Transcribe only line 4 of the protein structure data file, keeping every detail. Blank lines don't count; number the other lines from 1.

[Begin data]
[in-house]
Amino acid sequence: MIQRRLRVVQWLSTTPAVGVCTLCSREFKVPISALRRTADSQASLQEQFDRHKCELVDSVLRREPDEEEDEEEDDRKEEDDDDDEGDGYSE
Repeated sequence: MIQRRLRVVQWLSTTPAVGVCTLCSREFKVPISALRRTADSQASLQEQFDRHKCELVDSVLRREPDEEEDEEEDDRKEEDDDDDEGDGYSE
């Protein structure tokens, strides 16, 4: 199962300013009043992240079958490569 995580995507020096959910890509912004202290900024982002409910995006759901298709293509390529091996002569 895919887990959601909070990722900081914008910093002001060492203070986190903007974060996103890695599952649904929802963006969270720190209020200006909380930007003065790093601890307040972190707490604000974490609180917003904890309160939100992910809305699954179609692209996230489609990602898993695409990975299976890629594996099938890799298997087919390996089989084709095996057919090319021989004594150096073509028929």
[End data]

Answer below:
């Protein structure tokens, strides 16, 4: 199962300013009043992240079958490569 995580995507020096959910890509912004202290900024982002409910995006759901298709293509390529091996002569 895919887990959601909070990722900081914008910093002001060492203070986190903007974060996103890695599952649904929802963006969270720190209020200006909380930007003065790093601890307040972190707490604000974490609180917003904890309160939100992910809305699954179609692209996230489609990602898993695409990975299976890629594996099938890799298997087919390996089989084709095996057919090319021989004594150096073509028929």